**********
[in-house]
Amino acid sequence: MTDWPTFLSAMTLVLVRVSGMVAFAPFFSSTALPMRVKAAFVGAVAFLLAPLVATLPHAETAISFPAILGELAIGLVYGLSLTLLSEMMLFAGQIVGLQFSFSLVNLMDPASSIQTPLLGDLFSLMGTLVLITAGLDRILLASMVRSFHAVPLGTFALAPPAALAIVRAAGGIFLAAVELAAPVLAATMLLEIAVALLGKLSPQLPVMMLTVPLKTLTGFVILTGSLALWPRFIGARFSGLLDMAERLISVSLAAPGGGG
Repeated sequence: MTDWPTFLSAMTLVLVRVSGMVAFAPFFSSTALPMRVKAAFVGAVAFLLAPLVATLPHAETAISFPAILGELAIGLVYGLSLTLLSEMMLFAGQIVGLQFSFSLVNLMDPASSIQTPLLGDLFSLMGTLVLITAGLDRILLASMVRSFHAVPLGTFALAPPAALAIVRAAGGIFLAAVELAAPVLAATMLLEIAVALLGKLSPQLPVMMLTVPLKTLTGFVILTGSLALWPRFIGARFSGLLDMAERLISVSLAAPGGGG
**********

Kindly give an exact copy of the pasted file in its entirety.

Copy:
[in-house]
Amino acid sequence: MTDWPTFLSAMTLVLVRVSGMVAFAPFFSSTALPMRVKAAFVGAVAFLLAPLVATLPHAETAISFPAILGELAIGLVYGLSLTLLSEMMLFAGQIVGLQFSFSLVNLMDPASSIQTPLLGDLFSLMGTLVLITAGLDRILLASMVRSFHAVPLGTFALAPPAALAIVRAAGGIFLAAVELAAPVLAATMLLEIAVALLGKLSPQLPVMMLTVPLKTLTGFVILTGSLALWPRFIGARFSGLLDMAERLISVSLAAPGGGG
Repeated sequence: MTDWPTFLSAMTLVLVRVSGMVAFAPFFSSTALPMRVKAAFVGAVAFLLAPLVATLPHAETAISFPAILGELAIGLVYGLSLTLLSEMMLFAGQIVGLQFSFSLVNLMDPASSIQTPLLGDLFSLMGTLVLITAGLDRILLASMVRSFHAVPLGTFALAPPAALAIVRAAGGIFLAAVELAAPVLAATMLLEIAVALLGKLSPQLPVMMLTVPLKTLTGFVILTGSLALWPRFIGARFSGLLDMAERLISVSLAAPGGGG